Upon receipt of a uniquely numbered purchase order document from a buyer, seller has the option of final acceptance or, alternatively, notification to buyer (using the seller response document) indicating the purchase order should be modified in some way before final acceptance may occur. A uniquely numbered order confirmation document may be sent to confirm receipt and acceptance of an order.

Buyer may use the seller request to obtain a uniquely numbered blanket purchase order from seller against which individual purchase orders may be issued.

Upon partial or complete shipment of goods specified in an open purchase order by a U.S.-based seller, the system may transmit a uniquely numbered transaction data message using EDIFACT to U.S. Government systems in development including the Automated Export System (AES), Automated Commercial Environment (ACE) or International Trade Data System (IDTS). These systems are being designed to permit the electronic filing of export data to United States Customs and other U.S. Federal Government agencies.

In the event that a suitable interface to these systems is unavailable due to work-in-progress of one or more of these systems, the system will permit the seller to use their existing interface to the U.S. Customs Service to prepare shipping documents. When a complete or partial shipment of goods takes place, the seller or their agent may notify the system to generate a ship notification document electronically transmitted to the buyer.

Upon receipt of a uniquely numbered purchase order by a seller based in another subscribing country, the system may generate and send the aforementioned order confirmation message to the buyer.

When notified by the seller or their agent of a complete or partial shipment of goods or an open purchase order, the system may provide an interface and uniquely numbered transaction data message to the U.S. Customs Service of that country permitting the electronic filing of shipping documents. A ship notification message may be sent to the buyer also.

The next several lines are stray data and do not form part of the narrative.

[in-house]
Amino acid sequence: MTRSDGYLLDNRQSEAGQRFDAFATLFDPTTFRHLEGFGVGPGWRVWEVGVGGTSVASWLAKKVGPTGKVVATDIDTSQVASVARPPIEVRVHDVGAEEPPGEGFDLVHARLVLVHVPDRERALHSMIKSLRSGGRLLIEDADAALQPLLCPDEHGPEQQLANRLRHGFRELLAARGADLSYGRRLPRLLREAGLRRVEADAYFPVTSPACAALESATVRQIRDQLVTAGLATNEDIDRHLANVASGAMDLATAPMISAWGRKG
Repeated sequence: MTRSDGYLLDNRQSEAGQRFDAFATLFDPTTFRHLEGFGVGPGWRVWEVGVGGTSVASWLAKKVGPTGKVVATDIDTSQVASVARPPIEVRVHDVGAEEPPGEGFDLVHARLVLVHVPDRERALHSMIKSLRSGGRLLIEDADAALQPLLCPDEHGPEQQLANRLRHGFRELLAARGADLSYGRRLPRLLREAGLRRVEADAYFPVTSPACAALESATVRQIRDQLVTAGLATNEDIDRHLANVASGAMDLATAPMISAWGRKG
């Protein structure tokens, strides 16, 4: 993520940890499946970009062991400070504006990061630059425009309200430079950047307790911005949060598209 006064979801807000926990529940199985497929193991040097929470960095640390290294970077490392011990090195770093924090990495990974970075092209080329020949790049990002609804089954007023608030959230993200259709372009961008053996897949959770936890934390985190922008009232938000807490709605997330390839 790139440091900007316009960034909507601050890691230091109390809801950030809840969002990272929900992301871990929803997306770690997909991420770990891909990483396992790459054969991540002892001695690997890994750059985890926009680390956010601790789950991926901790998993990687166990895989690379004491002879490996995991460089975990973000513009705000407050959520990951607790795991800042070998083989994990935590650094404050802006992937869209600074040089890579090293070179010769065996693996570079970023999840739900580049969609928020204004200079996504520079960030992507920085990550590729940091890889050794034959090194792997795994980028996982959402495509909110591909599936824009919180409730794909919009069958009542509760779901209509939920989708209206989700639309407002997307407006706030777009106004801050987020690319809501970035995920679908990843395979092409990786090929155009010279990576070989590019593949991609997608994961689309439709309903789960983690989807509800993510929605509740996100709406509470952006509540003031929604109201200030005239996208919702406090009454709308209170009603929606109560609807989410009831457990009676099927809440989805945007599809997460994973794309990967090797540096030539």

The system may either input a purchase order to standard or customized supply chain management operating at a D-NET site or translate the order to XML, EDIFACT or X.12 for transmission to seller. Buyers may request modifications to or cancellation of an existing purchase order by submitting a uniquely numbered order revision request document to seller. Seller may respond using a seller response or a uniquely numbered purchase order modification document depending upon whether changes to the order revision request are accepted or require further revision.

The system may provide order tracking to buyers and sellers for goods in transit upon receipt of an order transit status request document. The system may respond with an order transit status document message.

The system may obtain the order transit status information by means of electronic links to carrier order tracking systems.

For goods being imported into the United States, the system may provide interfaces to the U.S. Government Automated Commercial System (ACS) and Automated Broker Interface (ABI). ACS is the system used by the U.S. Customs Service to track, control and process all commercial goods entering the U.S. ABI is a component of ACS which allows importers to file import data electronically with the U.S. Customs Service. ABI enables U.S. Customs Service declarations to be processed electronically with a number of other functions. The system may also support the Automated Clearinghouse (ACH) electronic payment option enabling buyers and importers to pay customs fees, duties and taxes with one electronic transaction.